Defense Date

2014

Document Type

Thesis

Degree Name

Master of Science

Department

Pharmacology & Toxicology

First Advisor

Lawrence F. Povirk

Abstract

DNA double strand breaks (DSBs ) are extremely toxic to cells because they can lead to genomic rearrangements and even cell death. Two main pathways can repair DSBs: the homologous recombination repair (HRR) pathway and the non-homologous end-joining (NHEJ) pathway. NHEJ is the primary repair pathway in mammalian cells. HRR repairs single strand breaks (SSBs) or DSBs, mostly during late S phase and G2 phase of the cell cycle, by using an undamaged copy of the DNA sequence, and is therefore largely error-free, while the NHEJ pathway repairs DSBs without the requirement for sequence homology, may be error-free or error-prone, and is most active during G1 phase. Thymine glycol (Tg), the most common oxidation product of thymine. It produced endogenously as a consequence of aerobic metabolism or via exogenous factors such as ionizing radiation (IR), it is one of the predominant types of base modifications produced by ionizing radiation. Due to clustering of radiation – induced ionizations, Many DSBs induced by ionizing radiation bear damaged bases, including (Tg) moieties at or near the DSB ends that may interfere with subsequent gap filling and ligation. Artemis is a nuclease that is involved in the processing of termini during repair of DSBs and in modifying termini of complex DSBs. It has 5′–3′ exonuclease activity specific for single- stranded DNA, but, in the presence of DNA-PK, Artemis demonstrates endonuclease activity that is utilized in the removal of 3′ phosphoglycolate termini and 5′ overhangs, in the shortening of 3′ overhangs at DSBs, and in the opening of hairpin ends. To assess the ability of NHEJ to rejoin DSBs accompanied by Tg lesions and to elucidate the aspects of the possible role of Artemis in DSB repair, linearized plasmids with Tg either at the 3’ terminus of a blunt end (designated Tg1) or three or two bases from the end (Tg3 and Tg2, respectively), were subjected to a repair assay using XRCC4-like factor (XLF) deficient cell extracts, with or without the addition of XLF and/or Artemis, EndoIII and ddTTP. The data indicated that, the cell extract could ligate the plasmids with Tg1 and Tg2 with extremely low efficiency but could repair plasmid with Tg3 as efficiently as unmodified plasmid. In addition, Plasmids with Tg1and Tg2 were treated with Endonuclease III and ddTTP to test whether the end joining occurred before or after Tg removing, neither one had any effects on plasmids with Tg1. However, plasmids with Tg2 showed reduced in the intensity upon treatment with Endonucleases III and ddTTP, which suggested some ligation occur while Tg still present. In Artemis reaction, substrate with Tg2 and Tg3 could stimulate Artemis mediated trimming but not Tg1. Addition of EndoIII or ddTTP to plasmid with Tg3 resulted in a significant decrease in the intensities of the bandsrepresenting ligated products compared to XLF alone, suggesting that in some of the ligated products Tg are still present, while in others Tg had been removed and replaced by polymerization with normal nucleotides. Taken together, our results indicated that cell extract could ligate the plasmid with Tg located at the third base to DSB with high efficiency compared to plasmids with Tg1 and Tg2 which apparently this ability was severely inhibited when it located at or in the second position to DSB ends. Moreover, Artemis is also capable of trimming of thymine glycol at the second or third position from DSB ends with limited capability but inhibited by the presence of thymine glycol at the break site.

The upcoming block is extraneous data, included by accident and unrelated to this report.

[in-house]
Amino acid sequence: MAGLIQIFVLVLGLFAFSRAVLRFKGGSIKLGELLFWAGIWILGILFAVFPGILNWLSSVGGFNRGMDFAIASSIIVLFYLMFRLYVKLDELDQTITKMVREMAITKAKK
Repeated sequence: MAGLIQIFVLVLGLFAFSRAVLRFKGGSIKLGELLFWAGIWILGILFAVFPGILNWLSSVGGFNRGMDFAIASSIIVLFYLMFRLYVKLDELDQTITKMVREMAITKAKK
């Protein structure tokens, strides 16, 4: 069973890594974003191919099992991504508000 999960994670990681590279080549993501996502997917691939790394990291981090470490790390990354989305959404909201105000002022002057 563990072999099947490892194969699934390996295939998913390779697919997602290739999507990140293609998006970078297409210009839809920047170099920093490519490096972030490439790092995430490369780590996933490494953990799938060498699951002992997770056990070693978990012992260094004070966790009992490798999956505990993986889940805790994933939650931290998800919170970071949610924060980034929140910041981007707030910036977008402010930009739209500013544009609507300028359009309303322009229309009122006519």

Rights

© The Author

Is Part Of

VCU University Archives

Is Part Of

VCU Theses and Dissertations

Date of Submission

8-18-2014

Available for download on Saturday, August 17, 2019

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